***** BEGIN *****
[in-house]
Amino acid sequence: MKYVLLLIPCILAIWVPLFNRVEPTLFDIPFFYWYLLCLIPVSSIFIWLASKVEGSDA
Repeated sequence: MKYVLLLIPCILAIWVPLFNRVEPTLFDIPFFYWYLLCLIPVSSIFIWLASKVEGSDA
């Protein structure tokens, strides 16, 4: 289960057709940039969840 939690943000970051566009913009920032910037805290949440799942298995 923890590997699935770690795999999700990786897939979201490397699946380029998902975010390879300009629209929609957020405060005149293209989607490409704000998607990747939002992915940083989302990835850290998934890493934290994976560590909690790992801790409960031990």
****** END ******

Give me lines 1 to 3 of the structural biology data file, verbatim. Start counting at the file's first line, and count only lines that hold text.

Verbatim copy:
[in-house]
Amino acid sequence: MKYVLLLIPCILAIWVPLFNRVEPTLFDIPFFYWYLLCLIPVSSIFIWLASKVEGSDA
Repeated sequence: MKYVLLLIPCILAIWVPLFNRVEPTLFDIPFFYWYLLCLIPVSSIFIWLASKVEGSDA